— Jaime Rupert

Yankee Stadium is sandwiched between the Polo Grounds Towers just across the Harlem River. (Photo: Chase Carucci)

The Giants, and specifically owner Horace Stoneham, were proponents for diversity in the game. The team left Florida for Arizona during the 1946 Spring Training because of the Jim Crow laws.

“My grandfather knew that the diversity he was looking at coming into baseball could never do Spring Training in Florida. And that’s when the Giants were still at the Polo Grounds,” Rupert said.

The Polo Grounds and the Stonehams were at the forefront of dramatic changes in baseball. But once attendance started to diminish and profits began to decline, the ballpark started to deteriorate. It was then that the Stoneham family felt a move West would be in the organization’s best interest.

Most fans felt “sorrowful,” according to Peter Laskowich, historian and guide of New York City’s most notable sites. He added that many felt the stadium didn’t have to go.

But as the landscape of America changed — families moved to the suburbs, parking became more difficult and civil rights were burgeoning — so did New York City and the New York Giants.

The 1957 New York Giants would have its last run during its tenure in the Big Apple as the team packed up and moved to San Francisco, where they have since won three World Series Championships in 2010, 2012 and 2014. Charles and Horace Stoneham didn’t live to see the success the West would bring in the 21st Century, but Rupert said their legacy lives on through the Giants family.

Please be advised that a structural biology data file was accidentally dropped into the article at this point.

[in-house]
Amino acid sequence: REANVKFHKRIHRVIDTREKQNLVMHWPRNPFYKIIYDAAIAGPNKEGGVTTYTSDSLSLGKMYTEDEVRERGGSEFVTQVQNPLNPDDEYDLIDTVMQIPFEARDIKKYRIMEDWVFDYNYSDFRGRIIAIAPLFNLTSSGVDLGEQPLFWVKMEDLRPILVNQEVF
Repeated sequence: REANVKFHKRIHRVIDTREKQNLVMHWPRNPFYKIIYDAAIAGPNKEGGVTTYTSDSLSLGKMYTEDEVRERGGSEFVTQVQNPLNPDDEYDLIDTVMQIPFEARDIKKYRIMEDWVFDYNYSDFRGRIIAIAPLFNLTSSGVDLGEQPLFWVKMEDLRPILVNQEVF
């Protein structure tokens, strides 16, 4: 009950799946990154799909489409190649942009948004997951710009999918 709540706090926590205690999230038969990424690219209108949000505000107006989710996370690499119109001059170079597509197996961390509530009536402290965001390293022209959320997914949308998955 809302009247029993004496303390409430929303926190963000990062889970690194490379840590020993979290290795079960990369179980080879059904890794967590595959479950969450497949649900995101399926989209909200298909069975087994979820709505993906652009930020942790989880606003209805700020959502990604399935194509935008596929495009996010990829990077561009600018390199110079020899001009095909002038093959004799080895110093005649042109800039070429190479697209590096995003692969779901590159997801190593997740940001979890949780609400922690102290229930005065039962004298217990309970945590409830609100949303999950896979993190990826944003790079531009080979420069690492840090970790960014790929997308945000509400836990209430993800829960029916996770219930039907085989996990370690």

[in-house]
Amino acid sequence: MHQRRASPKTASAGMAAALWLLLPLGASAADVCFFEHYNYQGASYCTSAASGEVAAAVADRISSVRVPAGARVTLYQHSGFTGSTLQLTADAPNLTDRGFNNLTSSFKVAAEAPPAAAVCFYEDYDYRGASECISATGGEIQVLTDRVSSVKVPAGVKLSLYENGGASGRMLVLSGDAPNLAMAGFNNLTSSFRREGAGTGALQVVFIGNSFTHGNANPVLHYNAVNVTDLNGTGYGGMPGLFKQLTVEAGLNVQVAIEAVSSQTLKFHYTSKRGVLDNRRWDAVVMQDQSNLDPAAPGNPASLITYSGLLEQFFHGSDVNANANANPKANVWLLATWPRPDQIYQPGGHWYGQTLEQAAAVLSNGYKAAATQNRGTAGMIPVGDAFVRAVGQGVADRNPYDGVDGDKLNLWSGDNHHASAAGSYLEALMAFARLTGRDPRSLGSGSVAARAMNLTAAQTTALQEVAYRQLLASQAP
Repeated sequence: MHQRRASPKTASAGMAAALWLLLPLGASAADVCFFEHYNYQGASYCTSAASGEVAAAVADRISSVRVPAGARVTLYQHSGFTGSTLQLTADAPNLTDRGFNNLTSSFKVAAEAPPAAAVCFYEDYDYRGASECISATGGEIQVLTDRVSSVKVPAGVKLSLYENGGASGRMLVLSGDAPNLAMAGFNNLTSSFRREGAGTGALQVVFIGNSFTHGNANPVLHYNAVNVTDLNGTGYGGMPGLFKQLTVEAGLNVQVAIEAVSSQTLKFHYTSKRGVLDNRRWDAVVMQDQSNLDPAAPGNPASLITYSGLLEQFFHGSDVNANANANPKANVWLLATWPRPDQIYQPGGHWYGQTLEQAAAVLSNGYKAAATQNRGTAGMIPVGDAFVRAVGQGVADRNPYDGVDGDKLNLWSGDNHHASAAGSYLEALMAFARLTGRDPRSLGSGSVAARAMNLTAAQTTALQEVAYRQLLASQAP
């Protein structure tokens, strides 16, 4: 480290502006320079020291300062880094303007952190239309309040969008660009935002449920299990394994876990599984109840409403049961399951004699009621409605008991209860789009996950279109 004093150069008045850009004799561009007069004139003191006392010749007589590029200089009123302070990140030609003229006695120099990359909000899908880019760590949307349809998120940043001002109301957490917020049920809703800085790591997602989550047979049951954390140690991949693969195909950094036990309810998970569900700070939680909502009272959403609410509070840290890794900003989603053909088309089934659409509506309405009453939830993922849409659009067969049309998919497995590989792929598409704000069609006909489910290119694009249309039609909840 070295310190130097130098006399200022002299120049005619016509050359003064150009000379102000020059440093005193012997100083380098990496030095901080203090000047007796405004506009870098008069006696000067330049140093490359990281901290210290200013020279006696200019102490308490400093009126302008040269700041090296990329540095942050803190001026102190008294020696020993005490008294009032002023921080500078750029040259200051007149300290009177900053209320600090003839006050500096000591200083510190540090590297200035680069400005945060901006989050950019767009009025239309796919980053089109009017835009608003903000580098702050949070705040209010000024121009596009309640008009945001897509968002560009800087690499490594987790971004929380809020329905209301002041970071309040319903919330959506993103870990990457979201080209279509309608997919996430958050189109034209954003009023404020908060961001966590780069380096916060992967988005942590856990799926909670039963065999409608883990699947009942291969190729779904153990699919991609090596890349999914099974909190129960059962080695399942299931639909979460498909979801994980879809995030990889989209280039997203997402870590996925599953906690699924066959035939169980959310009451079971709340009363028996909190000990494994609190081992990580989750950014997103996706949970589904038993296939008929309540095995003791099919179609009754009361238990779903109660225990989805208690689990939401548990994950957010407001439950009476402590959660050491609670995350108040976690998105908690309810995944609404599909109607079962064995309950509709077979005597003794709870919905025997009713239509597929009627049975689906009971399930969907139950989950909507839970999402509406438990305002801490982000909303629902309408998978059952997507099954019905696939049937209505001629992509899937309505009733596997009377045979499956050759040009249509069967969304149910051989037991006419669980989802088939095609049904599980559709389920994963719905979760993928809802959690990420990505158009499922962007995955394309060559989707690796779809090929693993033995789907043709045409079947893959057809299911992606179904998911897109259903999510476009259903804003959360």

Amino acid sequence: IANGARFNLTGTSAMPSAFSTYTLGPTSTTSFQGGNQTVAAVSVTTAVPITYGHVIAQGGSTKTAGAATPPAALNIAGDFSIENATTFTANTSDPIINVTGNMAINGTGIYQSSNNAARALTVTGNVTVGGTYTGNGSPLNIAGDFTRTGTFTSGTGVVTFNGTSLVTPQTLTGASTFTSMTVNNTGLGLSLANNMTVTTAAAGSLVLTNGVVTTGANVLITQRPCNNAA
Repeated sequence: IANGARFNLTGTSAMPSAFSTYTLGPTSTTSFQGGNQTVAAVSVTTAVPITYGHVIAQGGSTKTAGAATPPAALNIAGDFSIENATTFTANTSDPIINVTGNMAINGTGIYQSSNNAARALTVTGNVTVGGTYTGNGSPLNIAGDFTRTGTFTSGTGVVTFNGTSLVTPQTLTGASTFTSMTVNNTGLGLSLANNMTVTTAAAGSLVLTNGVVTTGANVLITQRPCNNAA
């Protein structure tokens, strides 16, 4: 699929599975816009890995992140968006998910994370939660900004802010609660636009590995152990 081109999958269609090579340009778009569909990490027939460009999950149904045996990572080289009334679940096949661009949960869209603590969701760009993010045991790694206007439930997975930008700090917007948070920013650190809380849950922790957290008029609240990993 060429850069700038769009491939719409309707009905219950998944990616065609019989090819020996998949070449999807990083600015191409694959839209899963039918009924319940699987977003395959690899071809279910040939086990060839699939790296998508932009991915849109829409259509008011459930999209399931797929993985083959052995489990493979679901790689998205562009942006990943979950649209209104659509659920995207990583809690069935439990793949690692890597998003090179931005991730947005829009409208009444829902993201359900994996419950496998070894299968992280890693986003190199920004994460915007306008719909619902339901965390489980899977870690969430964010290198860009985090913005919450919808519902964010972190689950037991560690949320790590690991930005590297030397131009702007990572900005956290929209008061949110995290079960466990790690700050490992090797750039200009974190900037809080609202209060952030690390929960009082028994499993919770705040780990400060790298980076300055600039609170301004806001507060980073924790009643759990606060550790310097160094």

The Coogan family, who owned the land in Harlem, fought to keep the ballpark standing. It didn’t take long for the New York City Housing Authority to get approval to knock down the stadium for a housing project. After the Giants had left for San Francisco, Major League Baseball’s latest expansion team — the New York Mets — had a temporary stay along with the New York Titans (Jets) while awaiting the completion of Shea Stadium. In the Polo Grounds’ final year in 1963, the Latin American All-Star game on Oct. 12 would be the last and the glory days of baseball at the Polo Grounds came to an unfavored close. The rights to the Polo Grounds were claimed under eminent domain by the NYC Housing Authority and soon after began the construction of the Polo Grounds Towers.

But the Polo Grounds have always provided housing, even while the ballpark was standing. “Stray cats lived in the space, which kept rats, mice and other unwanted tenants out,” Laskowich said.

And the cats weren’t paying a dime!”

— Peter Laskowich

The Current Housing Crisis in New York City

Unfortunately, the days of free housing in New York City are over.